Nearly three in 10 adults in the United States have not been vaccinated against COVID-19. Although the toll on public health has been well-documented, increased hospitalizations also are also costing taxpayer-funded public insurance programs and workers and businesses who pay health insurance premiums.
Although real-time data on the cost of all COVID-19 hospitalizations are not publicly available, various sources point to an average hospitalization cost of around $20,000.
There were 37,000 preventable COVID-19 hospitalizations in June and another 76,000 preventable hospitalizations in July among unvaccinated adults in the United States, according to data from the Centers for Disease Control and Prevention.
“If each of these preventable hospitalizations cost roughly $20,000, on average, that would mean these largely avoidable hospitalizations have already cost the U.S. health system billions of dollars since the beginning of June,” the Peterson-KFF Health System Tracker reported.
“Based on our estimates, we find preventable COVID-19 cost the U.S. health system $2.3 billion in June and July 2021,” the research partners said.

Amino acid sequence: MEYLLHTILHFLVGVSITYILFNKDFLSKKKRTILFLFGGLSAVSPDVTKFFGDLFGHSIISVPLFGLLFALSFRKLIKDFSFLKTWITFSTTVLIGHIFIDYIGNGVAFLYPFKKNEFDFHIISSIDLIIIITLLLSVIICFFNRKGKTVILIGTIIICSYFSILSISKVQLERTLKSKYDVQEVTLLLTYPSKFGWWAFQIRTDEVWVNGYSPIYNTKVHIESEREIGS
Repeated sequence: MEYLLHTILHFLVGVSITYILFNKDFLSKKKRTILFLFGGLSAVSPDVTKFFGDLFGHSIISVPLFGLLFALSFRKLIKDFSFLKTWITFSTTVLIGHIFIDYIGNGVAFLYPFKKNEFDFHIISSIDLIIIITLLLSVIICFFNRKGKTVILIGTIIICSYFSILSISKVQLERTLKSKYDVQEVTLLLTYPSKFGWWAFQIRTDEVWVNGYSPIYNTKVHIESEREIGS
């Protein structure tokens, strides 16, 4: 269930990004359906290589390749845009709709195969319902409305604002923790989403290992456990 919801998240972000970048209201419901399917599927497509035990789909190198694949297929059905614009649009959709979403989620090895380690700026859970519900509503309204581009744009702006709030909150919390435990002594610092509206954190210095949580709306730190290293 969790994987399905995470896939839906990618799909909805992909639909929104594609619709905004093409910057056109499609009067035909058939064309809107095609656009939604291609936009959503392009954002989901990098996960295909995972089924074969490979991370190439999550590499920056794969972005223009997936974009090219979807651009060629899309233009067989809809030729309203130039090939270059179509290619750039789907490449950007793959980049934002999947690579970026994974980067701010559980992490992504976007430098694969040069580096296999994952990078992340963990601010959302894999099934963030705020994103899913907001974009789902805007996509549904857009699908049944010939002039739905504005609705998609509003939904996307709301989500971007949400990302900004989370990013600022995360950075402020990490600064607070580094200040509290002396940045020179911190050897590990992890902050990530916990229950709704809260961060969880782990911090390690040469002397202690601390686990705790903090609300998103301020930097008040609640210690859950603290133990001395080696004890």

The cost of treating unvaccinated Americans is shared by patients, taxpayer-funded public programs and private insurance premiums paid by workers, businesses and individual purchasers.
“Only a small share of the cost of a COVID-19 hospitalization is paid directly by patients themselves,” the report explained. “In our analysis of privately insured patients hospitalized with pneumonia, the typical out-of-pocket payment was about $1,300. That is a significant amount for most patients to pay, but it is far less than the amount covered by public and private insurance coverage.”
The Affordable Care Act and other laws prohibit insurers from charging unvaccinated people higher premiums. However, through wellness programs, employers could impose higher costs. Private insurers also have begun reinstating cost-sharing for COVID-19 hospitalizations. Adults largely can avoid these out-of-pocket costs and severe illness by getting free vaccinations.
“Though there was of course a societal cost to develop and distribute vaccinations, the vaccines save the U.S. health system money in the longer run by preventing costly hospitalizations,” the report concluded.
“Although the cost of treating COVID-19 patients has an upward effect on health spending and premiums, overall health services utilization and spending have been suppressed during the pandemic due to stay-at-home measures, potential risk of COVID-19 infection at a hospital or doctors’ offices, and concerns over hospital capacity,” it added.
“In addition to preventable direct monetary costs for treatment of unvaccinated people, reopening of schools and economic recovery also suffer as increasing COVID-19 cases continue to put Americans at risk of avoidable severe illness and even death,” the study explained.
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